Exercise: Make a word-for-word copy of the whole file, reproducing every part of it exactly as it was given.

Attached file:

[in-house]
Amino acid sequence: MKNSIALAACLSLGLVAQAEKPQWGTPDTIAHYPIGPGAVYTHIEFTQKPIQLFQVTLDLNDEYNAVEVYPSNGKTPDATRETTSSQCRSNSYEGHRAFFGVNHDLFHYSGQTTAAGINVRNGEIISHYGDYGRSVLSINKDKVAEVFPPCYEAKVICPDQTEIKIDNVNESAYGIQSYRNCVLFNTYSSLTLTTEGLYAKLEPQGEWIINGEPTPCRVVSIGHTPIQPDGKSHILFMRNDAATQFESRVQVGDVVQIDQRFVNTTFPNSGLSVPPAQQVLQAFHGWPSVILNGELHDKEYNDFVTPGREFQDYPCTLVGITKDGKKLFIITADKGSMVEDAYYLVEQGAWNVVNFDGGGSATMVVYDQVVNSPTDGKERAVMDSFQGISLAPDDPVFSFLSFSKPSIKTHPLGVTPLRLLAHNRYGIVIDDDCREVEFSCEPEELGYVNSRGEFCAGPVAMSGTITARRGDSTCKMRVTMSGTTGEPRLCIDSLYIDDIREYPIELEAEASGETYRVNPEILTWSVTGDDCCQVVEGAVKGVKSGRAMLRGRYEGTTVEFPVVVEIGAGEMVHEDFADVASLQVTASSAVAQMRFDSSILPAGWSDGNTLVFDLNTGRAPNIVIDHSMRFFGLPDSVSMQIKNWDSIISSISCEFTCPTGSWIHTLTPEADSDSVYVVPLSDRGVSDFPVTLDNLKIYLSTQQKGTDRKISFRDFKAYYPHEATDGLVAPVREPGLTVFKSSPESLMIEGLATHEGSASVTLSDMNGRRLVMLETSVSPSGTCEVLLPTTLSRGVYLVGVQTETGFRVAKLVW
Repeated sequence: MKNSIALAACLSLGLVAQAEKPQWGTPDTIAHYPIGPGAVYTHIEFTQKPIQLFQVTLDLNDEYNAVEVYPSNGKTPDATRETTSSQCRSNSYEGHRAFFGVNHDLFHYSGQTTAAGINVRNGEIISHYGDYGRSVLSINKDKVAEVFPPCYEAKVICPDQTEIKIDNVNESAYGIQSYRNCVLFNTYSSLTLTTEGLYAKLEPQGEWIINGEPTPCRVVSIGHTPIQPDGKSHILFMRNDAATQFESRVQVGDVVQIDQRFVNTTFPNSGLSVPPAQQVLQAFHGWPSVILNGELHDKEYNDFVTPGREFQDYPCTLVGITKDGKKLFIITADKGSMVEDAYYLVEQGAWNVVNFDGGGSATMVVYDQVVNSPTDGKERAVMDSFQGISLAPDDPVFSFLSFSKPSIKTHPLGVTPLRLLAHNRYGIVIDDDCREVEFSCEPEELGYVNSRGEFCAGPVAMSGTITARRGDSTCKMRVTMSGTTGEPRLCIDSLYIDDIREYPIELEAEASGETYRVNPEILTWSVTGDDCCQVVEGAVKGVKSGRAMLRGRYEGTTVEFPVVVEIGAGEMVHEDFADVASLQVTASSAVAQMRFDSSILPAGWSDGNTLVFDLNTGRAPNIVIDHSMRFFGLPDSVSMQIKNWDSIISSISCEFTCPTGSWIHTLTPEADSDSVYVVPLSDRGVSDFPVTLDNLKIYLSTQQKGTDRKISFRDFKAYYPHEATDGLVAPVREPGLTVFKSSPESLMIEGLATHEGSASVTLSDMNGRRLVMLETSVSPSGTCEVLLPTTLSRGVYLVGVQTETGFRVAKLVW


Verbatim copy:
[in-house]
Amino acid sequence: MKNSIALAACLSLGLVAQAEKPQWGTPDTIAHYPIGPGAVYTHIEFTQKPIQLFQVTLDLNDEYNAVEVYPSNGKTPDATRETTSSQCRSNSYEGHRAFFGVNHDLFHYSGQTTAAGINVRNGEIISHYGDYGRSVLSINKDKVAEVFPPCYEAKVICPDQTEIKIDNVNESAYGIQSYRNCVLFNTYSSLTLTTEGLYAKLEPQGEWIINGEPTPCRVVSIGHTPIQPDGKSHILFMRNDAATQFESRVQVGDVVQIDQRFVNTTFPNSGLSVPPAQQVLQAFHGWPSVILNGELHDKEYNDFVTPGREFQDYPCTLVGITKDGKKLFIITADKGSMVEDAYYLVEQGAWNVVNFDGGGSATMVVYDQVVNSPTDGKERAVMDSFQGISLAPDDPVFSFLSFSKPSIKTHPLGVTPLRLLAHNRYGIVIDDDCREVEFSCEPEELGYVNSRGEFCAGPVAMSGTITARRGDSTCKMRVTMSGTTGEPRLCIDSLYIDDIREYPIELEAEASGETYRVNPEILTWSVTGDDCCQVVEGAVKGVKSGRAMLRGRYEGTTVEFPVVVEIGAGEMVHEDFADVASLQVTASSAVAQMRFDSSILPAGWSDGNTLVFDLNTGRAPNIVIDHSMRFFGLPDSVSMQIKNWDSIISSISCEFTCPTGSWIHTLTPEADSDSVYVVPLSDRGVSDFPVTLDNLKIYLSTQQKGTDRKISFRDFKAYYPHEATDGLVAPVREPGLTVFKSSPESLMIEGLATHEGSASVTLSDMNGRRLVMLETSVSPSGTCEVLLPTTLSRGVYLVGVQTETGFRVAKLVW
Repeated sequence: MKNSIALAACLSLGLVAQAEKPQWGTPDTIAHYPIGPGAVYTHIEFTQKPIQLFQVTLDLNDEYNAVEVYPSNGKTPDATRETTSSQCRSNSYEGHRAFFGVNHDLFHYSGQTTAAGINVRNGEIISHYGDYGRSVLSINKDKVAEVFPPCYEAKVICPDQTEIKIDNVNESAYGIQSYRNCVLFNTYSSLTLTTEGLYAKLEPQGEWIINGEPTPCRVVSIGHTPIQPDGKSHILFMRNDAATQFESRVQVGDVVQIDQRFVNTTFPNSGLSVPPAQQVLQAFHGWPSVILNGELHDKEYNDFVTPGREFQDYPCTLVGITKDGKKLFIITADKGSMVEDAYYLVEQGAWNVVNFDGGGSATMVVYDQVVNSPTDGKERAVMDSFQGISLAPDDPVFSFLSFSKPSIKTHPLGVTPLRLLAHNRYGIVIDDDCREVEFSCEPEELGYVNSRGEFCAGPVAMSGTITARRGDSTCKMRVTMSGTTGEPRLCIDSLYIDDIREYPIELEAEASGETYRVNPEILTWSVTGDDCCQVVEGAVKGVKSGRAMLRGRYEGTTVEFPVVVEIGAGEMVHEDFADVASLQVTASSAVAQMRFDSSILPAGWSDGNTLVFDLNTGRAPNIVIDHSMRFFGLPDSVSMQIKNWDSIISSISCEFTCPTGSWIHTLTPEADSDSVYVVPLSDRGVSDFPVTLDNLKIYLSTQQKGTDRKISFRDFKAYYPHEATDGLVAPVREPGLTVFKSSPESLMIEGLATHEGSASVTLSDMNGRRLVMLETSVSPSGTCEVLLPTTLSRGVYLVGVQTETGFRVAKLVW